Monday, February 28, 2011
There are different types of busyness in my mind. The first category is the busyness that is 'self-imposed'. Busyness that I choose - knowing that it will make me busy but I have control over the choice. I cope the best with this kind of busyness. This includes commitments that are energising even if they fill up a lot of my time (eg. work/uni study). I can also choose to add to or reduce this type of busyness fairly easily - the control is significant in the way I'm impacted by this busyness I suspect.
Another category is the 'shoulds' - things I should do because I feel they are the right thing to do with my time. They aren't as energising, even though I do have some control over them. It often involves pushing myself to do things that I'd more easily avoid, but need to happen. Sometimes, the things on the 'should' list are the things that get lost when I get busy.
The other category I think of is the 'imposed' category. I have little choice about these things. They just need to happen. This involves a lot of things that the children do. I always start the year with my grand plans (we're going to slow down, do less etc etc) but as the term goes on and the list of events at school grows, the grand plans fast disappear.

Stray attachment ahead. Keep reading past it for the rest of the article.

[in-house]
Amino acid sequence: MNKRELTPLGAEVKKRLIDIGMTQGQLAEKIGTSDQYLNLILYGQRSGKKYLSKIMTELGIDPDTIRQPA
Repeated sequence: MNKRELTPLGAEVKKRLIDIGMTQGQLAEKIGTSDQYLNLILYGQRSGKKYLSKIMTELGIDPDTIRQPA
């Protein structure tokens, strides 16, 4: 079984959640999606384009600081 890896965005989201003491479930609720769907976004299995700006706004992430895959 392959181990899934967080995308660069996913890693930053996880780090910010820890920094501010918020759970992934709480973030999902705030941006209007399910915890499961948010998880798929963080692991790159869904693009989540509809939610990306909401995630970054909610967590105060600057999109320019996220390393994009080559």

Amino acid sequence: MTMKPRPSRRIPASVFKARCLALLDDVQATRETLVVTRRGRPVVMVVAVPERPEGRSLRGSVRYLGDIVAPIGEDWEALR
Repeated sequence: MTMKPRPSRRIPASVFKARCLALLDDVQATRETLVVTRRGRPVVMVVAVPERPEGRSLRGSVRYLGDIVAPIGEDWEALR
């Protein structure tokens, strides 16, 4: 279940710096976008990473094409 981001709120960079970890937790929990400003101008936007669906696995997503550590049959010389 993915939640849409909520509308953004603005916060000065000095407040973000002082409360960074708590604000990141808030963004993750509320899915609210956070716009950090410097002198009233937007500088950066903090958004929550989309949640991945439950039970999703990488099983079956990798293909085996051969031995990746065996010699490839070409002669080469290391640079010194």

A good example of imposed busyness was when I turned up for the first day of term 3 last year. I arrived at school feeling good about the term, our diary finally was looking reasonably clear and life was feeling manageable. By the time I'd left the school assembly and heard about the 3 band competitions the kids had been entered into, I saw my lovely clear calendar disappear before my eyes. I may have audibly groaned, which other parents find very strange, because they're just seeing all the wonderful opportunities for the children. I'm just seeing a logistical nightmare and an increase in my stress levels (can you sense it's all about me?!).
It all gets hard when I feel like the first category (self-imposed busyness) has to get ditched/reduced to make way for the other categories. It's not that doing lots for the kids or the 'shoulds' on my list is a bad or horrible thing at all - but without something to energise me I find myself getting a bit sad. When the kids were all younger my life was very dominated by the 'imposed' and 'should' category and I felt consistently very flat. I'm guessing this is how people feel when their whole life is dominated by caring for a sick child or an elderly parent. It's not that in their heart they mind doing it - it's a 'should' that is the right thing to do - but managing the stress of something you have no control over is tough.
Anyway - that's enough rambling for now. Would love to hear your thoughts on this one.
Labels: family life